"Utilising the Free Roam variant intentionally can reasonably be said to have been engaging in a behaviour that was cheating or attempting to cheat in order to win a game or match," states the ESIC Commissioner.

    This variant currently affects three participants who will not be sanctioned based on the 'Sanctions Matrix'. Instead, they will be subjected to a sanction determined by section 2.4.4 and 2.4.5 of the Code of Conduct (Cheating Offences) and may carry a ban of up to 24 months.

  • Third-Person Spectator Bug

    This variant of the bug allowed the participant to observe the game from a locked third-person point of view, latching on to any one of the team’s players while also allowing the participant to cycle between the players. It also allowed the participant to move in a 360 degree range of motion, further manipulating their vision.

    The trigger of this particular variant seems to have been a server software issue on two particular CS:GO tournament platforms (FACEIT and Gamers Club, according to Dexerto).

    The ESIC Commissioner categorizes it as, “relatively low risk to competitive integrity," because the bug was always triggered automatically for just one round in every case observed by the ESIC, following which it automatically resolved itself.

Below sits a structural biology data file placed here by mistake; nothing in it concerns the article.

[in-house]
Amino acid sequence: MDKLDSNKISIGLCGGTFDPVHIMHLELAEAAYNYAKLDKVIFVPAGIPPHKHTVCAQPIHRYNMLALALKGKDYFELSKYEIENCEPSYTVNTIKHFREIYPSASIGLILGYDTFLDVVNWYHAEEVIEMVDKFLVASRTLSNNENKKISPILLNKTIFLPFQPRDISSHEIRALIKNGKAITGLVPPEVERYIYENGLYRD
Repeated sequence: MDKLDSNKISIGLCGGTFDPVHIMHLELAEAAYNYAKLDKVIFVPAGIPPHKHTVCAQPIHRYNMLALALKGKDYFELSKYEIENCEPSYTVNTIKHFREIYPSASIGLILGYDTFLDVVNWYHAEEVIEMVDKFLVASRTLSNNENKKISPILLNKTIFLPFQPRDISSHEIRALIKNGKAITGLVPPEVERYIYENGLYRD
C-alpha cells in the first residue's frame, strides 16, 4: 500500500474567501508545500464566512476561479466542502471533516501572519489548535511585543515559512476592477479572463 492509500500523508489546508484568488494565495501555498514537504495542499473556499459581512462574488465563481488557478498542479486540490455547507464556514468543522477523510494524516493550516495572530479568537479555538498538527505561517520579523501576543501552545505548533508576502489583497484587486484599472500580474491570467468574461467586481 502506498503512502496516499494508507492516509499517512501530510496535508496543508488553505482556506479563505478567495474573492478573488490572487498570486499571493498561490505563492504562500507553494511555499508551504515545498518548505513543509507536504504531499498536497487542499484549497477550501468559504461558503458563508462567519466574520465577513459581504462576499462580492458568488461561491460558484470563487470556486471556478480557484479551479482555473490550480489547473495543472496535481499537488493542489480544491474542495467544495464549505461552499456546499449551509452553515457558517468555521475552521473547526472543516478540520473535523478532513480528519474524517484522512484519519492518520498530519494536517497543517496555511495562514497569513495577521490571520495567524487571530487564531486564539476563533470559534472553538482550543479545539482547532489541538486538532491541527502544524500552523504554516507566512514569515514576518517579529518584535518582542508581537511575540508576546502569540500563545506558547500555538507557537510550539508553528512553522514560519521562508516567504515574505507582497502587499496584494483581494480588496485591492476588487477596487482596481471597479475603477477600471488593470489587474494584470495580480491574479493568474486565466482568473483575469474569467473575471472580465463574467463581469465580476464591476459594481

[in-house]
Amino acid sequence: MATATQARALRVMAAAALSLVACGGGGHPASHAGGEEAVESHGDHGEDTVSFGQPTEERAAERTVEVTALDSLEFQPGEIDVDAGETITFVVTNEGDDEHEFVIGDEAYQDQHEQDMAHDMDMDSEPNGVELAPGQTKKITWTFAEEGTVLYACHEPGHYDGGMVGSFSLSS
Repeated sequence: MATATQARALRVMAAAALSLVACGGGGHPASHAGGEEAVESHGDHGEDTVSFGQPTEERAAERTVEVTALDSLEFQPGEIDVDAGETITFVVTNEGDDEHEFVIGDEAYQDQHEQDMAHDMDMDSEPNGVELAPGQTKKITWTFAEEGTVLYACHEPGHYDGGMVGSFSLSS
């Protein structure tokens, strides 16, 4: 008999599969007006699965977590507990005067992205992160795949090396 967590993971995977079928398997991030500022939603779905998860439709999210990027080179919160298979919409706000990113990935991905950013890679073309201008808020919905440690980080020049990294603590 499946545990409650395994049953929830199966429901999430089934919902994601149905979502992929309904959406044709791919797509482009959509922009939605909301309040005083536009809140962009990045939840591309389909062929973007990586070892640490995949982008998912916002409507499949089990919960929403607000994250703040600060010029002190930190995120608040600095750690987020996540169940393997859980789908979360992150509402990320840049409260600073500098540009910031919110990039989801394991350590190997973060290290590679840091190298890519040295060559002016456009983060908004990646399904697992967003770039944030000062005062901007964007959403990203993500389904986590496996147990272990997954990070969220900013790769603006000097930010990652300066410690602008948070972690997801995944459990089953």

This bug occurred a total of 97 times, due to which the ESIC does not find it appropriate to apply sanctions based off 'Sanctions Matrix'. Instead, for every bugged round, participants who did not deal with this variant of the bug in a proper manner will be handed a 30-day ban. Those affected by the bug for less than one round, these will be reviewed on a case-by-case basis.

4 CS:GO coaches participating in the Antwerp Major to be handed sanctions by ESIC

Coming to the PGL Antwerp Major 2022, four unnamed CS:GO coaches will be handed sanctions by the ESIC based on the above reasoning. One of the four coaches was affected by the third-person variant of the spectator bug and will not be handed a 'provisional suspension'.

However, the three other coaches have been handed a provisional suspension from attending the upcoming CS:GO Major as they were "involved in distinctly more serious variants".

A thing to note here is that former Cloud9 coach Soham "valens" Chowdhury had encountered the free roam variant of the spectator bug during a match against Team Liquid in October 2017. Imperial Esports' CS:GO coach Luis "peacemaker" Tadeu had also experienced the same spectator bug in 2018 while coaching Heroic, according to a report by Jaxon.

Valens encountering the free roam variant of the spectator bug

It remains to be seen which three coaches are going to miss out on the Antwerp Major and how this could impact their team's performance at the Valve-sponsored tournament.

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Aditya is the in-house CS:GO writer at AFK Gaming. While his understanding of the esports space is not restricted by geographical borders, his current focus lies in the Asian region. Understands and follows almost all major esport titles.